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Not Just A Great Tennis Player

All week The Early Show has been paying tribute to the people who have helped the anchors the most in their lives.

One woman who greatly impacted Hannah Storm's life also has inspired millions of people with her skill on the tennis court. But, Storm says, Chris Evert always impressed Storm as someone who understood what was really important. This is Storm's story:

This is how the world knows Chris Evert: a fierce competitor who, for more than two decades, dominated women's tennis.

But when I think of Chrissie, tennis is usually the last thing on my mind.

I'd always dreamed of being a sportscaster. I'd grown up around sports. It's in my blood. It's what my father did for a living. I was really comfortable around sports, but I wasn't sure people were comfortable with women broadcasting sports. Yet.

I had people point to my gender and say, 'I can't hire you because you're a woman,' or have people treat me disrespectfully because I was a woman.

And when I did land a job, I was usually the only woman in sight.

I was surrounded by men at CNN and again at NBC.

I really didn't have any good female friends; I developed on a professional level.

It was lonely. I didn't have anyone that I could talk to, and even though I had friends, it wasn't the same as having a girlfriend. I mean there's nothing like having a girlfriend.

I first came to work at the network, which was a dream come true for me.

And my very first assignment was to cover Wimbledon, the greatest tennis tournament in the world.

"I met Hannah for the first time at Wimbledon," Evert recalls.

And the first person I was on the air with was none other than Chris Evert. I was nervous beyond belief.

Evert says, "And I personally think she didn't know a lick about tennis.

That is so not true that I didn't know a lick about tennis!

Evert continues, "She and I connected right away. I was so happy to have another woman, on that program, because, you know, I'd been like the only woman. By the end of the week, she was so confident, and so professional, and so knowledgeable about tennis that I felt like she just could have gone out and played the game."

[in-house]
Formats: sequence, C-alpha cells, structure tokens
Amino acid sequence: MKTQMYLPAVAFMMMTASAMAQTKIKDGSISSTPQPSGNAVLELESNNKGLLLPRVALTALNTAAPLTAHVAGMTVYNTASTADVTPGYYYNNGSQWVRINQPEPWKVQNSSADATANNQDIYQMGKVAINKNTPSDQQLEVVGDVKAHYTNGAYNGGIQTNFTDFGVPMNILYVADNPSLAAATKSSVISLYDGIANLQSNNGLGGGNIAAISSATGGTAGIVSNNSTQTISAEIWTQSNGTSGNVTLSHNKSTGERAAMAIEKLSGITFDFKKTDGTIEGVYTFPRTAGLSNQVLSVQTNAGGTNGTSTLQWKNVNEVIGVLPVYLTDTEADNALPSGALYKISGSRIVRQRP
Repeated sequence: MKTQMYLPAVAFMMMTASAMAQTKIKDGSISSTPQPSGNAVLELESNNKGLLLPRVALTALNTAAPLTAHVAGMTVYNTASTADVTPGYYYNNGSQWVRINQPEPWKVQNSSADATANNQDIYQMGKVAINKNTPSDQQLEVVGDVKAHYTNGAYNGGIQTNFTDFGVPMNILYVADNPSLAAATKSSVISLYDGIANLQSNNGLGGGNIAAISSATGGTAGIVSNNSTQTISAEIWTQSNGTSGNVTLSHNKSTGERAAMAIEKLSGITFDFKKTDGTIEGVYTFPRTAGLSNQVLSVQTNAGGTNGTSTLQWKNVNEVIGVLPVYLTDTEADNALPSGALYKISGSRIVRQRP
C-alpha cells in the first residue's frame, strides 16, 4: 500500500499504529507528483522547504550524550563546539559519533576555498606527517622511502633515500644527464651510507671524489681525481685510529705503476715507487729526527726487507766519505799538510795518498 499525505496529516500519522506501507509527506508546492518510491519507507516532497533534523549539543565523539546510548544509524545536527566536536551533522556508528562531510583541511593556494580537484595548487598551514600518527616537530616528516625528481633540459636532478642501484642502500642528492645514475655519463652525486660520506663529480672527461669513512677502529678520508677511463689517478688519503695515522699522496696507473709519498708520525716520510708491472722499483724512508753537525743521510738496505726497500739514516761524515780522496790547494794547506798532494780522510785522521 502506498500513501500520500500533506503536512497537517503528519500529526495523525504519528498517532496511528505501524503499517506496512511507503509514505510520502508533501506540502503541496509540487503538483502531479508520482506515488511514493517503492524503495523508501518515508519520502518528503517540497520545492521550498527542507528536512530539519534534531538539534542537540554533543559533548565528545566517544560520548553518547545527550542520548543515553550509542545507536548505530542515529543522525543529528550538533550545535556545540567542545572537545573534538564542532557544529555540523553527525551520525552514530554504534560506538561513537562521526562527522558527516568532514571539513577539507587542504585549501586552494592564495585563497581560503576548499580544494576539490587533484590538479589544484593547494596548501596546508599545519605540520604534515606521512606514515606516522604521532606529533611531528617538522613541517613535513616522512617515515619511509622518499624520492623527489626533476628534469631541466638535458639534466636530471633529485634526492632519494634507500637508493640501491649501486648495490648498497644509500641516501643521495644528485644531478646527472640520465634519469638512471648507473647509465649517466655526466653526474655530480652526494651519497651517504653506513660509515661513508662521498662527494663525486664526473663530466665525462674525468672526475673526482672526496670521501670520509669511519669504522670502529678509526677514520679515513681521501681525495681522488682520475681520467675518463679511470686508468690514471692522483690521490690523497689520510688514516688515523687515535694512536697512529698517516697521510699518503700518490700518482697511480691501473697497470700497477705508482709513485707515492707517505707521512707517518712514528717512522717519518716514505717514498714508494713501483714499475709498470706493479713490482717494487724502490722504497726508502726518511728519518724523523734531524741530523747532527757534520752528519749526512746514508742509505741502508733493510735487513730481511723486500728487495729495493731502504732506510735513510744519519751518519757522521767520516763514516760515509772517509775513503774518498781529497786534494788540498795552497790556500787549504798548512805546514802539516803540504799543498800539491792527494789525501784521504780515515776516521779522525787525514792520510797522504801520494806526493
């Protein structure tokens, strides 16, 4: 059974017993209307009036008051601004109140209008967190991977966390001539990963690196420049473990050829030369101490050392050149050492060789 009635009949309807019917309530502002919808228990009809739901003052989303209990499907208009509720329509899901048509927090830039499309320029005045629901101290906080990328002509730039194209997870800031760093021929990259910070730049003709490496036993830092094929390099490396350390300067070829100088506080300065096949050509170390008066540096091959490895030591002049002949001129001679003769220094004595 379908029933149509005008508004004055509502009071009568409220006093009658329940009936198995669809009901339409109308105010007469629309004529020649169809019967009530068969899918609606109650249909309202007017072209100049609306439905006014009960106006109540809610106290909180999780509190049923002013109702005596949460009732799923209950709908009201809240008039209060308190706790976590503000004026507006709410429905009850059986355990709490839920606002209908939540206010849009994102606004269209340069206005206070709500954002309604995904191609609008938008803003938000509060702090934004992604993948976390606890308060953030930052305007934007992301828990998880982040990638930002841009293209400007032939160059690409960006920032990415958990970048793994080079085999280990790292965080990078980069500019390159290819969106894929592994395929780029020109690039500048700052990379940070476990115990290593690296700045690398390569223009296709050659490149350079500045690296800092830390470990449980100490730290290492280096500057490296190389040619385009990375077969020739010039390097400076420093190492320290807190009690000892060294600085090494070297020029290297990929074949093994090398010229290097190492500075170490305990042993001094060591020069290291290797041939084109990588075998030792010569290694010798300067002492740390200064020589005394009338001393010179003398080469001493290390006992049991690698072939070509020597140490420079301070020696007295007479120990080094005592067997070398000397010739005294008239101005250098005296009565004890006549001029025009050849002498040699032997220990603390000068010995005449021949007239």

I've learned a lot from Chris Evert, about much more then just tennis. Meeting Chris and seeing the way she lived her life and prioritized her family. I still go back now and I always think about little lessons and things she taught me along the way.

As I was getting married and my first pregnancy and having other kids, I could talk to her about professional decisions I was making or just small things, about what it was like to have a C-section, and how horrible it was.

All the decisions that Chrissy made in the years I knew her were all predicated on what was right for her family. She was never conflicted between her family and her work, because her family always came first.

When it comes to raising children, Chrissie's philosophy is simple.

Evert says, "The best advice I could say is, when you're with your kids, be present for them. Be there. Don't always feel like you have to do activities with them. Lie down on the bed and watch cartoons and snuggle. You know, just be present for them."

And in my own life, with my own children, I've always tried to live my life by her example.

The funny thing is, the reason I got out of sports is because that's what was best for my family and that's also the reason I don't get to see Chrissy much anymore.

Those were such special pockets of time and I'll always look back on them, always.

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